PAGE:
Home Christian News Diversity, Opportunity To Contribute Spurred Ohio Church To Join SBC

Diversity, Opportunity To Contribute Spurred Ohio Church To Join SBC

Pastor Derek Williams courtesy of Baptist Press.

MANSFIELD, Ohio (BP) – Mount Calvary Baptist was like a lot of churches that were forced to lean on technology in the spring of 2020.

Staying connected due to the widespread suspension of in-person gatherings from COVID-19 presented a challenge. In order to bring in as many people as possible, Pastor Derek Williams opted to use a phone system for listeners to call in and hear worship services.

“For two years I would come down into the sanctuary by myself and preach from the pulpit with the phone on speaker,” he said.

Preaching to an empty room took some adjusting for many pastors during that time, but at least they had a camera on which to focus. During his sermons Williams had everywhere – yet nowhere – to look.

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So he prayed for faces he had never seen, much less known.

“I disciplined myself, based upon the visual of when Jesus went away by Himself to talk to the Lord,” Williams said. “I would visualize the church full of people who were not members at that time, but who would come and be changed by the Gospel, those we were to ministering to. The Spirit was showing me different types of people.”

Yes, he thought it a little strange too. Then a woman he’d never met approached him at a funeral.

“I recognized her as one of those faces and she recognized me from when I preached at other funerals in the city. Later she joined our church and I told her about my vision of her sitting in the sanctuary,” he said.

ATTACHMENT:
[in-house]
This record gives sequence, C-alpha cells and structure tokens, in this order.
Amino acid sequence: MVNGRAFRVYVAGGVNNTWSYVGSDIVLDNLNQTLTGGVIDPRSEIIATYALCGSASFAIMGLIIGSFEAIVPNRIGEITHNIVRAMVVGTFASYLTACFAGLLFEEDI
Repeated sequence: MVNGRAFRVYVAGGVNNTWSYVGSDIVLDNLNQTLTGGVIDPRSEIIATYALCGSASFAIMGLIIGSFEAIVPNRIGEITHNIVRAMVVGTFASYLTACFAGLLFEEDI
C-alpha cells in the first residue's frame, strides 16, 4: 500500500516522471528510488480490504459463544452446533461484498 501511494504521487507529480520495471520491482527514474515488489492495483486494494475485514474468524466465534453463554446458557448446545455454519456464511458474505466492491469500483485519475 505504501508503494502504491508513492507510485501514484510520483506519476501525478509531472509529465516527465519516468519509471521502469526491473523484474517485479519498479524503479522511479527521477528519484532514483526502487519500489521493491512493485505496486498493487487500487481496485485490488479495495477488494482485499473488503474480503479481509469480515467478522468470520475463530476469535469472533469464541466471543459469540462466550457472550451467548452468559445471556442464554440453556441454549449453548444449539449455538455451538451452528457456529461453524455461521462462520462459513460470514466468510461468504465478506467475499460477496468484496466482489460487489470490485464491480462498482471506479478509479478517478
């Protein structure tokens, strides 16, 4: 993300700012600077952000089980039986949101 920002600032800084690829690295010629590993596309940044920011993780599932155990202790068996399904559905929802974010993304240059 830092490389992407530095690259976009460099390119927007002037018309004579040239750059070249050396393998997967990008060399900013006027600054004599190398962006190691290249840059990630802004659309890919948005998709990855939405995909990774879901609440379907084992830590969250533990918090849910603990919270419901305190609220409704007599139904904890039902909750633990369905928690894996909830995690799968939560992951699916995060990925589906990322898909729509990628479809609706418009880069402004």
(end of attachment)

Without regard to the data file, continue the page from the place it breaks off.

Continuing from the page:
That woman has become an active church member. The story reflects Williams and Mount Calvary’s decision to become affiliated with the Southern Baptist Convention and a desire for deeper involvement.

Williams had wanted information on joining the SBC, but COVID disrupted that process. He reached back out earlier this year through the Buckeye Central Erie Baptist Association. That process finished shortly before the church celebrated its 104th birthday in March.

“First, I went to our board of deacons to tell them about my desire to bring us into affiliation [with the SBC],” he said. “We had some with questions, but they followed my leadership in that decision.”

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The credentialing process included a question to Williams – “What can Southern Baptists do for him?”

“I told them I wanted Southern Baptists to acknowledge me and use me,” he said. “Acknowledge me not as an African American pastor, but as a pastor. Don’t put me off in a corner and say, ‘You’re over here.’

“Once you acknowledge me, I’ll do everything I can to help the organization because I believe in the principles … and doctrine of Southern Baptists, the entirety of the Baptist Faith and Message because it’s part of our constitution.”

The church will remain dually aligned with the National Baptist Convention, through which Williams serves as a national instructor for education.